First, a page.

Thus the idea is to identify tandoors in neighbourhoods, particularly the poor localities who will serve as distribution points for free ration packages remaining open from 7 a.m. to 7 p.m. to allow maximum time and maximum number of people avail ration packages. These stations can also serve as selling points for vegetable, fruit, edible oils, etc to ease burden on local markets. People will be able to obtain items of necessity from one place only instead of having to run around in markets and cause crowding.
This will provide a unique one window operation enabling citizens purchase necessities from one place. Since tandoors are open selling points the danger of crowding will be lessened considerably providing sufficient distance between shoppers that is vital to avoid infection. In addition, those distributing rations and overseeing officials will be better protected in an open place.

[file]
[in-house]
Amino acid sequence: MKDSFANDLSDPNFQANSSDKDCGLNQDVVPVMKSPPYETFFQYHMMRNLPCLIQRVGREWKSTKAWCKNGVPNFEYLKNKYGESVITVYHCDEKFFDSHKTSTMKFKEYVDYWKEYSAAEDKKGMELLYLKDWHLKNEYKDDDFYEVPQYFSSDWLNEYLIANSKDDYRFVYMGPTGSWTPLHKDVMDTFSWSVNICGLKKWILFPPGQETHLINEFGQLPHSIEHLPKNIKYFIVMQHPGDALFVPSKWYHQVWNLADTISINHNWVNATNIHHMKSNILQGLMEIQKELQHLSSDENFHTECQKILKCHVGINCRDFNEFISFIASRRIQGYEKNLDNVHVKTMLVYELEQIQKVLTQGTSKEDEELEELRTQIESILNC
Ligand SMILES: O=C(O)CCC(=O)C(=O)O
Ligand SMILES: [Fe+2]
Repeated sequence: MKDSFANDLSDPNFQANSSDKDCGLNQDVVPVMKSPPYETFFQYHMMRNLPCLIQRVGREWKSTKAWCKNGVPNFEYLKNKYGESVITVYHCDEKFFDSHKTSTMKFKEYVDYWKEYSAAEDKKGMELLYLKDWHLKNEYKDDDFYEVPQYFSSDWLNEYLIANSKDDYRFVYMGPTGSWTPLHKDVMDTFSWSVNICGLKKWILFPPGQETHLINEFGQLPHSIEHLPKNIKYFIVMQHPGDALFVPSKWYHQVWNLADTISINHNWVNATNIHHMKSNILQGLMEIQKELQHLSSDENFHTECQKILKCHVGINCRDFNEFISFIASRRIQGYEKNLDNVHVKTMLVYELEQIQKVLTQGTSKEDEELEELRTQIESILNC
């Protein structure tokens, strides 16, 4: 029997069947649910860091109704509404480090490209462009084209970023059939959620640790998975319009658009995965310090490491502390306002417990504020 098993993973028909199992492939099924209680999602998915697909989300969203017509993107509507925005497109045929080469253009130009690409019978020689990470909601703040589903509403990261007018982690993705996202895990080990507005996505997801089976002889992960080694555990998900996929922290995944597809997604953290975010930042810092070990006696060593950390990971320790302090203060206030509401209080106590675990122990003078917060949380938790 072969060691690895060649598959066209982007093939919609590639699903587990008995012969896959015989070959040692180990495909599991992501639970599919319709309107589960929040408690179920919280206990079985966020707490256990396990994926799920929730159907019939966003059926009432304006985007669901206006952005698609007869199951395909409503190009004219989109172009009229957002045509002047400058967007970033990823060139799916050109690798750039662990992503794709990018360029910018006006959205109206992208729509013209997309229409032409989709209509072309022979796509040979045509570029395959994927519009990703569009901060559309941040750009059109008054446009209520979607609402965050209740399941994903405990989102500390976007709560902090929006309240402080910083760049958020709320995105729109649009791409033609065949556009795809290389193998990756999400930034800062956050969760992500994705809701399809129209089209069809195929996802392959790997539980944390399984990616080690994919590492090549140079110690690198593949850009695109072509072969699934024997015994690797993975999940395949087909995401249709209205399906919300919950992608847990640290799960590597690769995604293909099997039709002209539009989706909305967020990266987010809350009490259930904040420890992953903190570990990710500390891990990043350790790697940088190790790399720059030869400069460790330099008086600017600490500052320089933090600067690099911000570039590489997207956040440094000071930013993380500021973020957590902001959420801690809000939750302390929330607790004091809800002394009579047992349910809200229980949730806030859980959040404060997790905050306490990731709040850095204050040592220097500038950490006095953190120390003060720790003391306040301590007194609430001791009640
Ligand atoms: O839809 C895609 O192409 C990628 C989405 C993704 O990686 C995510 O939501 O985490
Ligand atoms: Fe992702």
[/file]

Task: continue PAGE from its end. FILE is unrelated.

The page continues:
To create such a network of tandoors, the role of the Union Councils becomes essential who will have to organize a scheme and identify local tandoors in the urban areas to be made the central point of distribution of goods. In order to control order and oversee distribution, a representative of the Union Council and one from any law enforcement agencies can be designated.
Only one person from one family will be given rations, ensuring that a crowd is not formed. More details could be figured out while the distribution is going on ‘learning by doing’ – this principle could be applied here and further improvements done with the passage of time as found necessary.
It is important that this suggestion be considered seriously by those who matter, starting preferably in Sindh with Karachi taking the lead without delay in order to allay the hardships for the most vulnerable segment of society, the poor and the needy. We are faced with an unprecedented situation, a most dangerous one, and there is every likelihood of the problem getting worse before so we must turn to more imaginative and creative solutions.